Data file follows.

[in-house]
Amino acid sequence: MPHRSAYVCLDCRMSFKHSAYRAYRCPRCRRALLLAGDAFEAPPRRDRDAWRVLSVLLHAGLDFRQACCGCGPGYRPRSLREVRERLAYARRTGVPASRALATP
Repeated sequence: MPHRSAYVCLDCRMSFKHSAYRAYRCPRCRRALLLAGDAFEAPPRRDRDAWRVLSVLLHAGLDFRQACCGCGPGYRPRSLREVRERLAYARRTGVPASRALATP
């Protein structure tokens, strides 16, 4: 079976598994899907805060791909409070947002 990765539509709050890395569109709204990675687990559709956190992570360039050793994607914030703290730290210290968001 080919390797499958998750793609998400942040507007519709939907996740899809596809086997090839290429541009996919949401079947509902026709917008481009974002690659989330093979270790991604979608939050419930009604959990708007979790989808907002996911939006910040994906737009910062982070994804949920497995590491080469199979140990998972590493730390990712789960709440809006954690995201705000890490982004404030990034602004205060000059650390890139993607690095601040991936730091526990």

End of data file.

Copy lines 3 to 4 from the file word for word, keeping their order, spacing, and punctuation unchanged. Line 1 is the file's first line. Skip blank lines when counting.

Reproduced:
Repeated sequence: MPHRSAYVCLDCRMSFKHSAYRAYRCPRCRRALLLAGDAFEAPPRRDRDAWRVLSVLLHAGLDFRQACCGCGPGYRPRSLREVRERLAYARRTGVPASRALATP
């Protein structure tokens, strides 16, 4: 079976598994899907805060791909409070947002 990765539509709050890395569109709204990675687990559709956190992570360039050793994607914030703290730290210290968001 080919390797499958998750793609998400942040507007519709939907996740899809596809086997090839290429541009996919949401079947509902026709917008481009974002690659989330093979270790991604979608939050419930009604959990708007979790989808907002996911939006910040994906737009910062982070994804949920497995590491080469199979140990998972590493730390990712789960709440809006954690995201705000890490982004404030990034602004205060000059650390890139993607690095601040991936730091526990």